Migration, Mobility, and Dispersal in Prehistory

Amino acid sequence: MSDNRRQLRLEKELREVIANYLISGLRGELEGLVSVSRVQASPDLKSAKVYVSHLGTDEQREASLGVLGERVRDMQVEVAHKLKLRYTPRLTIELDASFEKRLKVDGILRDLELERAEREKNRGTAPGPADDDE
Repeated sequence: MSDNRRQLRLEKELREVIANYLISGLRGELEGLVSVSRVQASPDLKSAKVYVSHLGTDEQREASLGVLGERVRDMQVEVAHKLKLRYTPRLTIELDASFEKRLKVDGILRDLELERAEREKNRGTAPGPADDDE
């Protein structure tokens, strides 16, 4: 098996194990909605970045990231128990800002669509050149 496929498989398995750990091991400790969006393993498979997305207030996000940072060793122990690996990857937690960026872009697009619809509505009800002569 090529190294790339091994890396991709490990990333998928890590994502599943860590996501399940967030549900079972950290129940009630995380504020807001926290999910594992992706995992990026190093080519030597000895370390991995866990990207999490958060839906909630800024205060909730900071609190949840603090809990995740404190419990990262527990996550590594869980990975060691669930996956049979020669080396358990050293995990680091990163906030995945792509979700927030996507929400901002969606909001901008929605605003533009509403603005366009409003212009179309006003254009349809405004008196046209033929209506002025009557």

Most of the public discourse on migration and mobility focuses on policy, using the current situation as a kind of natural state of being, from which all moral and rational arguments can be developed. In this course, we will take the long-term view of human evolution on the geologic time scale and ask ourselves: what is our species’ natural range of residential mobility, and how do we compare with the rest of our closest relatives, both living and extinct? When did humans settle the different continents for the first time? How did different technologies, such as the wheel and long-distance watercraft affect mobility and migration? What is the extent to which social structure and kinship affected dispersal and migration? What is the history of immigration, borders, and intolerance? And finally: what solutions for the future can we glean from our collective historical experience? The course will use primary literature from the fields of archaeology, paleoanthropology, paleogenetics, and archaeolinguistics to guide students toward a better understanding of why and how people moved around the globe in the past.